THE JOURNAL OF PHILOSOPHY
VOLUME XCI, NO. 9, SEPTEMBER
1994 SENSE, NONSENSE, AND THE SENSES: AN INQUIRY INTO THE POWERS OF THE HUMAN MIND*
"No theory is kind to us that cheats us of
LECTURE I: THE ANTINOMY OF REALISM
he besetting sin of philosophers seems to be throwing the
baby out with the bathwater. From the beginning, each "new wave" of philosophers has simply ignored the insights of the previous wave in the course of advancing its own. Today, we stand near the end of a century in which there have been many new insights in philosophy; but at the same time there has been an unprecedented forgetting of the insights of previous centuries and millennia. It would be absurd, however, to make the reactionary move of try- ing to believe what philosophers who lived two hundred or two thou- sand years ago believed. AsJohn Dewey would have told us, they lived under wholly different conditions and faced wholly different prob- lems, and such a return is impossible in any case. And even if it were possible to go back, to do so would be to ignore the correct criticisms of the abandoned positions that were made by later generations of philosophers. But I want to urge that we attempt to understand and, to the extent that it may be humanly possible, to overcome the pat-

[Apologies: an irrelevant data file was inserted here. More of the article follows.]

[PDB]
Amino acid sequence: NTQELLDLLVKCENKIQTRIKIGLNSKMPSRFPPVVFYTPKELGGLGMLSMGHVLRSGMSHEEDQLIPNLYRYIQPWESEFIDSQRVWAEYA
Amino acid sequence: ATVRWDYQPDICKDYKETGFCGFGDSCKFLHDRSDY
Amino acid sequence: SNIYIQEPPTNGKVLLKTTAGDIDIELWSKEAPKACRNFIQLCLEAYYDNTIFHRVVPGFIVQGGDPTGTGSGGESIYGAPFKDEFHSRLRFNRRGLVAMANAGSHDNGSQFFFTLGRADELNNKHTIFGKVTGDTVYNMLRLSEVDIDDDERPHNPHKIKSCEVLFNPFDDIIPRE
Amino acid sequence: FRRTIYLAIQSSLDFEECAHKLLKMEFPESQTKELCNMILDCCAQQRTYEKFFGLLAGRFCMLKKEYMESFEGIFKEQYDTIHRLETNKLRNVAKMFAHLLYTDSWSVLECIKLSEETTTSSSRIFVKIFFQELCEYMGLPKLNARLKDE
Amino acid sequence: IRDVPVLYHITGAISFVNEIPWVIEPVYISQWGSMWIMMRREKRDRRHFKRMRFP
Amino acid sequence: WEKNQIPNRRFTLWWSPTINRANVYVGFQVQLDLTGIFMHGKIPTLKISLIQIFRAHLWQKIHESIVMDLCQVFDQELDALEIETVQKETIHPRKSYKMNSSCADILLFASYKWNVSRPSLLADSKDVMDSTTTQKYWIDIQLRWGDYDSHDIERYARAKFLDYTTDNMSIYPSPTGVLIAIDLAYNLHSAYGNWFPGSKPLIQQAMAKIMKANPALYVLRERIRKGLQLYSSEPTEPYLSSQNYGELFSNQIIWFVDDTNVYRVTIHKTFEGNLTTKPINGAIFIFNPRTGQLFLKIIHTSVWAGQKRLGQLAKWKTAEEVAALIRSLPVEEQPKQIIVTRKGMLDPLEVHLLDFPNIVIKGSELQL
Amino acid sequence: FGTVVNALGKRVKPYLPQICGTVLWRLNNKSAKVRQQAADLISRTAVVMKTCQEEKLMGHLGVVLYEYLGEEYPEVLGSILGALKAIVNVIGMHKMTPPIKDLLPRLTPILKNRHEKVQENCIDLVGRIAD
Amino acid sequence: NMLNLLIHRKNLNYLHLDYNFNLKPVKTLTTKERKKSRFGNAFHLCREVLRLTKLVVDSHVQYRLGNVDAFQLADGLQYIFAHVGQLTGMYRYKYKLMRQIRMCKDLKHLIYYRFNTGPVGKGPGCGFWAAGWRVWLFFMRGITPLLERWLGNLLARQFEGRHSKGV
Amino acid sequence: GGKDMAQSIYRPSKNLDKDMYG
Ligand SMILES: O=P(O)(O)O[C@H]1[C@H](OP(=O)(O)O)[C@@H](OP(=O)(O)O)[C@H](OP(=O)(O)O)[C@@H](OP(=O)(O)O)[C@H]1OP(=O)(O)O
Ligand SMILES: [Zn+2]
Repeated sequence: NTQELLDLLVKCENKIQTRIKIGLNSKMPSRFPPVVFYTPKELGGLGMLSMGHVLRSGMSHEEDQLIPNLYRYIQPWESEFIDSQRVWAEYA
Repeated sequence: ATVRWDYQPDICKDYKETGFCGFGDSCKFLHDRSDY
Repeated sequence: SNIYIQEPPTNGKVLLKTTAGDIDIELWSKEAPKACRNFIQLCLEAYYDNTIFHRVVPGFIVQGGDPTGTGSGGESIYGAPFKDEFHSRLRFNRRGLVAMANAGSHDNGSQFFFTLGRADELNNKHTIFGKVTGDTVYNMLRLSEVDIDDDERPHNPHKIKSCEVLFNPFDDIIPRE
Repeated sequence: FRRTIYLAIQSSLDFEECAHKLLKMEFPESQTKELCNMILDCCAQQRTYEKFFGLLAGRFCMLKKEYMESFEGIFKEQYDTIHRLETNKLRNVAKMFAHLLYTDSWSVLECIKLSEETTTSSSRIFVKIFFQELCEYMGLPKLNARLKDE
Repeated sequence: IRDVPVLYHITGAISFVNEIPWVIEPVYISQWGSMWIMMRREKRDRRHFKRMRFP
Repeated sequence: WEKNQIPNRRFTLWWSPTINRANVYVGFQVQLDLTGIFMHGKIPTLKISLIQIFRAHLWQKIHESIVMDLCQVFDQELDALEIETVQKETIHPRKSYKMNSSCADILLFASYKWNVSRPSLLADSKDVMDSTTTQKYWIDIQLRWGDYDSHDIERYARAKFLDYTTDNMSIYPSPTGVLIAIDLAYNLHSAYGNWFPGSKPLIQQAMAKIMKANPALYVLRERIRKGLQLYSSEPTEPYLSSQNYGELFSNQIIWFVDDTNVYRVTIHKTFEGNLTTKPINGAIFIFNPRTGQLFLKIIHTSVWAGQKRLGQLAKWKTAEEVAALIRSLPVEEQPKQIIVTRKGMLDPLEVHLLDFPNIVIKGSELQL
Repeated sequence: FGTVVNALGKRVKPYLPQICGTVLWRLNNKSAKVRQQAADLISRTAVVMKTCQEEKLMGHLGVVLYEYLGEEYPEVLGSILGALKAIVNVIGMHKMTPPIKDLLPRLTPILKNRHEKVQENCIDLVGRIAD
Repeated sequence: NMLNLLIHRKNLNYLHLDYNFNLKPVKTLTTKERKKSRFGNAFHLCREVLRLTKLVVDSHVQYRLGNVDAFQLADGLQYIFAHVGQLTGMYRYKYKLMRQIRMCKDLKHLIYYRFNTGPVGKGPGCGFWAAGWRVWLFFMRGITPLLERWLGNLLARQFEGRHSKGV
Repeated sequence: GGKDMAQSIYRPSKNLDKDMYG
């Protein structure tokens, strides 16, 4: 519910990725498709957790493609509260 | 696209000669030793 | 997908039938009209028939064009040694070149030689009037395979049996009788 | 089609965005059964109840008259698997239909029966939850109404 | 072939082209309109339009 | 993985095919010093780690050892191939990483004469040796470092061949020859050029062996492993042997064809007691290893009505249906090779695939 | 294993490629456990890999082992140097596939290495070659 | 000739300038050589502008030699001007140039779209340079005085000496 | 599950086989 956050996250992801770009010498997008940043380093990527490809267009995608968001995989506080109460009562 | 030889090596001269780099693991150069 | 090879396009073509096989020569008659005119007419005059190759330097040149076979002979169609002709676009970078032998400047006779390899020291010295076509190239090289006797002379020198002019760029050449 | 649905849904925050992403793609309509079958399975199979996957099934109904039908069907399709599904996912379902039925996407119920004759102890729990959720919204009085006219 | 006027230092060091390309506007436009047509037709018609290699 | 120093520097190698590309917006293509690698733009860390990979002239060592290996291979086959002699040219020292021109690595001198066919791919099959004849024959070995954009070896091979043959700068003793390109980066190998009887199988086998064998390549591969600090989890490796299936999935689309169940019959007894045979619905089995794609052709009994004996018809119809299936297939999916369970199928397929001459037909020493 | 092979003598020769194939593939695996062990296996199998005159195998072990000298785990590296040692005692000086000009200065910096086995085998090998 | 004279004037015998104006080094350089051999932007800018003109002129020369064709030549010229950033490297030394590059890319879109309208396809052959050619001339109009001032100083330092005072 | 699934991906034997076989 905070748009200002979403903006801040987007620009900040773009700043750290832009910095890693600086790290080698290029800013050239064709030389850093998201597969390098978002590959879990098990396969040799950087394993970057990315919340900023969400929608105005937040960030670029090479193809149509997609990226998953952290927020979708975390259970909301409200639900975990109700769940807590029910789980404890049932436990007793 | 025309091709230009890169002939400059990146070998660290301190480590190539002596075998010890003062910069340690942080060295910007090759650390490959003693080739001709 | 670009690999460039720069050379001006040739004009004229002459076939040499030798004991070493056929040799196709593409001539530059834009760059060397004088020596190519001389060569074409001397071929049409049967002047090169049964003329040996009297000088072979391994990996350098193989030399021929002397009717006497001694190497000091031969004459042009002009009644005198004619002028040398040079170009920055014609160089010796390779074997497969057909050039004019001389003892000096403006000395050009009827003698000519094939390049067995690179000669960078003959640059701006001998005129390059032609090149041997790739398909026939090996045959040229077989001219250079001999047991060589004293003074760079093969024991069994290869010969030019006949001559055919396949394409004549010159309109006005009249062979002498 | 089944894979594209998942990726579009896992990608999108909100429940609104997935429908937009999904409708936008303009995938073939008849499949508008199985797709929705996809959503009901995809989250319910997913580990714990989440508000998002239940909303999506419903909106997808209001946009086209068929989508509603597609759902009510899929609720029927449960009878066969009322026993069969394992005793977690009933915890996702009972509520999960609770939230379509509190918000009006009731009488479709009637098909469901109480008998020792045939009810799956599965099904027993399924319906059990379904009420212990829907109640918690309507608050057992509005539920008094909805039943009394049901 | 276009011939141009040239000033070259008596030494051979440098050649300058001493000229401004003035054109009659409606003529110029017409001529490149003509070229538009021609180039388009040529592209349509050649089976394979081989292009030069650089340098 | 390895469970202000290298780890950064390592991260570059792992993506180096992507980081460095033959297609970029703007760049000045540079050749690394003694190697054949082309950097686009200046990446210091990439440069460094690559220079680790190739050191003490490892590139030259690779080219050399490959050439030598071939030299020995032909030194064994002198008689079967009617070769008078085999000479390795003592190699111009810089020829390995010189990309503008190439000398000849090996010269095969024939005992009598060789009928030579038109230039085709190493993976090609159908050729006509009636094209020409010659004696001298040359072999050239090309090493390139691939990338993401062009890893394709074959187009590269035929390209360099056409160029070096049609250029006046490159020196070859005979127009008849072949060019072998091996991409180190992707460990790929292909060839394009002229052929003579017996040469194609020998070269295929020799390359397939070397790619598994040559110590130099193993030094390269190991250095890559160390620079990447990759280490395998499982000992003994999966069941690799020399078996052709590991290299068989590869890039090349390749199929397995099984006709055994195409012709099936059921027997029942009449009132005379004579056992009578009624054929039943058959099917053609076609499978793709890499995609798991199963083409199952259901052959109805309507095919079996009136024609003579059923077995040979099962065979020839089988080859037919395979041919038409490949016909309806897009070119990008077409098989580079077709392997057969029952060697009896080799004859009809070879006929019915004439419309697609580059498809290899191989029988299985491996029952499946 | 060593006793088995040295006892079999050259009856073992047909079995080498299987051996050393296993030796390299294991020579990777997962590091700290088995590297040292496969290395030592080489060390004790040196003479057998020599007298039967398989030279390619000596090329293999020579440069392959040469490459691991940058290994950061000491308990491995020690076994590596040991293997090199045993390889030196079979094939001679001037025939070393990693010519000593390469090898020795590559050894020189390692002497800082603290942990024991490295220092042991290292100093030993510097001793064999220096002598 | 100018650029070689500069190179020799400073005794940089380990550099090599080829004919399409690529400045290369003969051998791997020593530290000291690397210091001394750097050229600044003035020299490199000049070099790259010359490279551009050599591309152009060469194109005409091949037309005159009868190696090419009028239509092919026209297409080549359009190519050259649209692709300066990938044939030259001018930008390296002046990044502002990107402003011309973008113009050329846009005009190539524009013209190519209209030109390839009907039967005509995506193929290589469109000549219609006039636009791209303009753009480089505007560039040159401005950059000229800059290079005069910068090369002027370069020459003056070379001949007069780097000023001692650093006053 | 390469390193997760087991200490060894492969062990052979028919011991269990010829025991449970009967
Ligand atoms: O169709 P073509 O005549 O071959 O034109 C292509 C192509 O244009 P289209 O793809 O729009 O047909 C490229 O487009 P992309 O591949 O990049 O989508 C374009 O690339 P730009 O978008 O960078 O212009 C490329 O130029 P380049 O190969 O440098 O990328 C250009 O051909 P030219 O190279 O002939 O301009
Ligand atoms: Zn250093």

* The Dewey Lectures at Columbia University, given March 22, 24, 29, 1994. Warm thanks to James Conant for his painstaking criticism of the successive drafts and helpful suggestions. Among others who assisted with criticisms, suggestions, and information at one point or another are Burton Dreben, Sam Fleischaker, Richard Heck, Ernie Lepore, David Macarthur, Sidney Morgenbesser, Alva Noe, Robert Nozick, Dan O'Connor, and, as always, Ruth Anna Putnam. My apologies to anyone whose help I may have forgotten to acknowledge. I Henty James to Robert Louis Stevenson, anuary 12, 1891, in Henty ames: elected Letters, eon Edel, ed. (Cambridge: Harvard, 987), p. 242. 0022-362X/94/9109/445-517 ? 1994 TheJournal of Philosophy, Inc.